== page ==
California Neighborhoods Count
Jan 13, 2020
In response to long-standing concerns about the accuracy of decennial census data, researchers conducted the California Neighborhoods Count — the first independent, survey-based enumeration to directly evaluate the accuracy of the U.S. Census Bureau's population totals for a subset of California census blocks. In this report, the researchers detail their methodology, present the enumeration results, and compare these results with the census counts.
Validation of U.S. Census Population Counts and Housing Characteristic Estimates Within California
Does not include Appendix.
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The U.S. Constitution mandates that the federal government count all persons living in the United States every ten years. The census is critical to states because its results are used to reapportion seats in the U.S. House of Representatives; guide redistricting; and form the basis for allocating federal funds, such as those used for schools, health services, child care, highways, and emergency services.
In response to long-standing concerns about the accuracy of census data and about a possible undercount, a group of researchers conducted the California Neighborhoods Count (CNC) — the first-ever independent, survey-based enumeration to directly evaluate the accuracy of the U.S. Census Bureau's population totals for a subset of California census blocks.
This 2020 research was intended to produce parallel estimates of the 2020 Census population and housing unit totals at the census block level, employing the same items as the census and using enhanced data collection strategies and exploration of imputation methods. Although the CNC was intended to largely replicate census data collection processes, there were a few methodological differences: For example, much of the address canvassing for the 2020 Census was done in-office, whereas the CNC team undertook a complete in-person address-listing operation that included interviews with residents and door-to-door verification of each structure.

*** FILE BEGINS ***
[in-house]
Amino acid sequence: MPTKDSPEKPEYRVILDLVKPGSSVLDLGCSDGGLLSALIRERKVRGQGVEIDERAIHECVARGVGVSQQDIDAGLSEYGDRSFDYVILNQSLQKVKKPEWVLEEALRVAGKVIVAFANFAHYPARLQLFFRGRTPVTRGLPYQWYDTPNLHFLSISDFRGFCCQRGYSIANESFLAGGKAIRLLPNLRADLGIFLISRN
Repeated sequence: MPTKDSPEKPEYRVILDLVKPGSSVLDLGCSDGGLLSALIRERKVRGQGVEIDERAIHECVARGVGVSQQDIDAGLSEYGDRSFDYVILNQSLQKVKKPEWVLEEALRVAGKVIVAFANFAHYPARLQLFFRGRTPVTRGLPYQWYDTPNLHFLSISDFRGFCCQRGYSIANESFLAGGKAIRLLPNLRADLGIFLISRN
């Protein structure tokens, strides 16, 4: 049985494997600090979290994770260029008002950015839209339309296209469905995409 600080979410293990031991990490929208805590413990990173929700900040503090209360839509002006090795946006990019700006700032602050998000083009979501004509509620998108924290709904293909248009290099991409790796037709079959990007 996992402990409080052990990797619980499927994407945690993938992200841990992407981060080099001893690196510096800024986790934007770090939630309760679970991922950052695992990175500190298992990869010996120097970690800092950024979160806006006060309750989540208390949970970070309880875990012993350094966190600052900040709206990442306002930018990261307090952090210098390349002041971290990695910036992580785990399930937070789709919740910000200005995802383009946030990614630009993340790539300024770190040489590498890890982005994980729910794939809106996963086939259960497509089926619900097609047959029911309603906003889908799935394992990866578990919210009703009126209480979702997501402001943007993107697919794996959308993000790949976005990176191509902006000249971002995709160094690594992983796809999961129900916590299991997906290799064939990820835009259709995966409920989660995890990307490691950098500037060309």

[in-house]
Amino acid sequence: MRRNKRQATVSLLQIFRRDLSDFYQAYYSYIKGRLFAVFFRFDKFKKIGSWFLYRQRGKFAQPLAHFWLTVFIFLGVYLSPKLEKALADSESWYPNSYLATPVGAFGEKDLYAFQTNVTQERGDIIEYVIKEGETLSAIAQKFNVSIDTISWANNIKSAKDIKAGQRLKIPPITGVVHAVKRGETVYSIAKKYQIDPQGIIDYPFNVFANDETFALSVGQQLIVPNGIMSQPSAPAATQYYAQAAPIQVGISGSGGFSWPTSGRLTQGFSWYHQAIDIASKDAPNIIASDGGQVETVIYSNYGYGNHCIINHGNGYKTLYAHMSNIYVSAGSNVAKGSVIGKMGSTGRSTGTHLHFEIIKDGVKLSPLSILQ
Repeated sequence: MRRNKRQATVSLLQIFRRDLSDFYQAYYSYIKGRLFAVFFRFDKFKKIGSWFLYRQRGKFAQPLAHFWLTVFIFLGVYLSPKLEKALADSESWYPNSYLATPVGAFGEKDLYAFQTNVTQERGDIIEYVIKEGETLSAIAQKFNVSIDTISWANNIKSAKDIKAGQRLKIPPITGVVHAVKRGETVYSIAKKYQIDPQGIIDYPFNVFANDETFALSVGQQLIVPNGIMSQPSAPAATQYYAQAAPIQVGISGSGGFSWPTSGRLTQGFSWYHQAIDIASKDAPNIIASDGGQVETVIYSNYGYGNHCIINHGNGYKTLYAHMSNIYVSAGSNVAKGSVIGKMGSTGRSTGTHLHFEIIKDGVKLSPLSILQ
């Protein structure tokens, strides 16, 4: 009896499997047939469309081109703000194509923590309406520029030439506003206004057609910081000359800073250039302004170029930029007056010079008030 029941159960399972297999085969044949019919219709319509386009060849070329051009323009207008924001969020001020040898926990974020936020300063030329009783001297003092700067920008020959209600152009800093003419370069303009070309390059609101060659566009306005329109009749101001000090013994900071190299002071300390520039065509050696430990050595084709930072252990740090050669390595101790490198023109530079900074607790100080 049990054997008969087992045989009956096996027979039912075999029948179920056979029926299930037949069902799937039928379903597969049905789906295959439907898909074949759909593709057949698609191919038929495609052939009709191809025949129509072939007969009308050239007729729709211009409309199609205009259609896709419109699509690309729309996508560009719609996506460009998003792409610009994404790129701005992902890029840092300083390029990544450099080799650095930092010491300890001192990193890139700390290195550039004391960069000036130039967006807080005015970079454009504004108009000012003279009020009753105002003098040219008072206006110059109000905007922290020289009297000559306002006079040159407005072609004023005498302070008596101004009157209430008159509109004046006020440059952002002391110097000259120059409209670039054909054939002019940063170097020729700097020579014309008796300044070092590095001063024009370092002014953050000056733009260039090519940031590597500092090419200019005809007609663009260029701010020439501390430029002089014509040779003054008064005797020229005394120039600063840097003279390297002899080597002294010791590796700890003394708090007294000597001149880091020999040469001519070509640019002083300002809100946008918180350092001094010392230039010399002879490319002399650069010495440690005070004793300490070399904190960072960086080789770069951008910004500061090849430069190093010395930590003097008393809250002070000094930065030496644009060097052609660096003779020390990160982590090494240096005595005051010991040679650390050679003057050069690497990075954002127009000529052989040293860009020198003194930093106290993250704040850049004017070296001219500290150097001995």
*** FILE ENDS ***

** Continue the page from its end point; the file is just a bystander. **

In this report, the researchers detail their methodology and present the enumeration results. They compare the 2020 Census counts with the CNC estimates, describe limitations of their data collection effort, and offer considerations for future data collection.
Sampling and Survey Methods
Response Rates, Imputation, and Adjustment Strategies
Comparison of 2020 Census Counts with CNC Responses
Summary and Conclusion
CNC Block Observation Form
CNC Address-Canvassing Form Final Codebook
CNC Survey and Enumeration Form
CNC Short-Form Survey
CNC Study Brochure
Data Elements Used to Impute Missing Data
The study was sponsored by California Complete Count — Census 2020 and conducted in the Community Health and Environmental Policy Program within RAND Social and Economic Well-Being.
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